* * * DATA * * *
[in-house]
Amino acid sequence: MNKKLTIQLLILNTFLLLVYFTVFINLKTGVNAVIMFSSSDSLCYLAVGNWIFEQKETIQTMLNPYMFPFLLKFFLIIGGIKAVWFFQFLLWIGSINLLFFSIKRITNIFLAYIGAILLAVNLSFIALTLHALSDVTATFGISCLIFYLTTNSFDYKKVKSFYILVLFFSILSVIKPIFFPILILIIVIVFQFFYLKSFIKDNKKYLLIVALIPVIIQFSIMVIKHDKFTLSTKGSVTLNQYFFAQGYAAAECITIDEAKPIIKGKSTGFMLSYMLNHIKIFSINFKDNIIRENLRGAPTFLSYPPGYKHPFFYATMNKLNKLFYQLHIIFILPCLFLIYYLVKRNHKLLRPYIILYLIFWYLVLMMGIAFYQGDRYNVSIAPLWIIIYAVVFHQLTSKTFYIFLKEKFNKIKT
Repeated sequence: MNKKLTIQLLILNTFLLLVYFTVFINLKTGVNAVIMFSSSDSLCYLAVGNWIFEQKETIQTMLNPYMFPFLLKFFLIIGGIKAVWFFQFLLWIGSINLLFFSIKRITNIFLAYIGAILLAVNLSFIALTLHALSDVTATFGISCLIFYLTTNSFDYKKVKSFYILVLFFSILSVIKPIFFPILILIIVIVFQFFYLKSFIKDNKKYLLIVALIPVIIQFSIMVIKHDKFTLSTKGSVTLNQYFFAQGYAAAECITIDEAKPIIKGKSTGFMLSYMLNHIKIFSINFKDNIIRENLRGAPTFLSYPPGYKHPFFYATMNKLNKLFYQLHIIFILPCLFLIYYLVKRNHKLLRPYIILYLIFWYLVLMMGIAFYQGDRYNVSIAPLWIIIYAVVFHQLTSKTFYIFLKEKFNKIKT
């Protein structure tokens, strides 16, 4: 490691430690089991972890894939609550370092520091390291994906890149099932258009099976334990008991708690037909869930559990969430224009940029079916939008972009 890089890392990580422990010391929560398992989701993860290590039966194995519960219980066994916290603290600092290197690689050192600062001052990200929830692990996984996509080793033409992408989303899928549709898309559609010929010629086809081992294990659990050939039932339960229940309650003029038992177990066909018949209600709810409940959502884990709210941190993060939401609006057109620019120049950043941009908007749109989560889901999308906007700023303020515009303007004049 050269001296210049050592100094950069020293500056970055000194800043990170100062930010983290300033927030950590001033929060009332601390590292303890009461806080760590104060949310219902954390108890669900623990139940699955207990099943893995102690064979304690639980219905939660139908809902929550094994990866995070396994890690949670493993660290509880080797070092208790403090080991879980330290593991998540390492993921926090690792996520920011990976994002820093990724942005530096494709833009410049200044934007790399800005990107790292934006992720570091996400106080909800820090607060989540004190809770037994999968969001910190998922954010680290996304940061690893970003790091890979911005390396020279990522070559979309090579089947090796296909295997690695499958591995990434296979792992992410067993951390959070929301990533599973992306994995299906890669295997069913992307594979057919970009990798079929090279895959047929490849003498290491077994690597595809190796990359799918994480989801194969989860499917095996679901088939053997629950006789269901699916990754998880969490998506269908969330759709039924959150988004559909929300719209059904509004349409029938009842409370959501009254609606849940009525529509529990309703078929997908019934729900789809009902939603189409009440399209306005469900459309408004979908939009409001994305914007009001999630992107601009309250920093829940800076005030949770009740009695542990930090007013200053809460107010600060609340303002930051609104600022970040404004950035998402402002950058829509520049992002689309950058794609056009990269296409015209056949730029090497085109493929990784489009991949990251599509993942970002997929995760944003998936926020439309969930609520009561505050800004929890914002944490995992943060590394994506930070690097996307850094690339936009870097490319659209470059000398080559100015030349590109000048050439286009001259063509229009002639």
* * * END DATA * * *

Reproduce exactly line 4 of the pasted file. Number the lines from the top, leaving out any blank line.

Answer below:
């Protein structure tokens, strides 16, 4: 490691430690089991972890894939609550370092520091390291994906890149099932258009099976334990008991708690037909869930559990969430224009940029079916939008972009 890089890392990580422990010391929560398992989701993860290590039966194995519960219980066994916290603290600092290197690689050192600062001052990200929830692990996984996509080793033409992408989303899928549709898309559609010929010629086809081992294990659990050939039932339960229940309650003029038992177990066909018949209600709810409940959502884990709210941190993060939401609006057109620019120049950043941009908007749109989560889901999308906007700023303020515009303007004049 050269001296210049050592100094950069020293500056970055000194800043990170100062930010983290300033927030950590001033929060009332601390590292303890009461806080760590104060949310219902954390108890669900623990139940699955207990099943893995102690064979304690639980219905939660139908809902929550094994990866995070396994890690949670493993660290509880080797070092208790403090080991879980330290593991998540390492993921926090690792996520920011990976994002820093990724942005530096494709833009410049200044934007790399800005990107790292934006992720570091996400106080909800820090607060989540004190809770037994999968969001910190998922954010680290996304940061690893970003790091890979911005390396020279990522070559979309090579089947090796296909295997690695499958591995990434296979792992992410067993951390959070929301990533599973992306994995299906890669295997069913992307594979057919970009990798079929090279895959047929490849003498290491077994690597595809190796990359799918994480989801194969989860499917095996679901088939053997629950006789269901699916990754998880969490998506269908969330759709039924959150988004559909929300719209059904509004349409029938009842409370959501009254609606849940009525529509529990309703078929997908019934729900789809009902939603189409009440399209306005469900459309408004979908939009409001994305914007009001999630992107601009309250920093829940800076005030949770009740009695542990930090007013200053809460107010600060609340303002930051609104600022970040404004950035998402402002950058829509520049992002689309950058794609056009990269296409015209056949730029090497085109493929990784489009991949990251599509993942970002997929995760944003998936926020439309969930609520009561505050800004929890914002944490995992943060590394994506930070690097996307850094690339936009870097490319659209470059000398080559100015030349590109000048050439286009001259063509229009002639």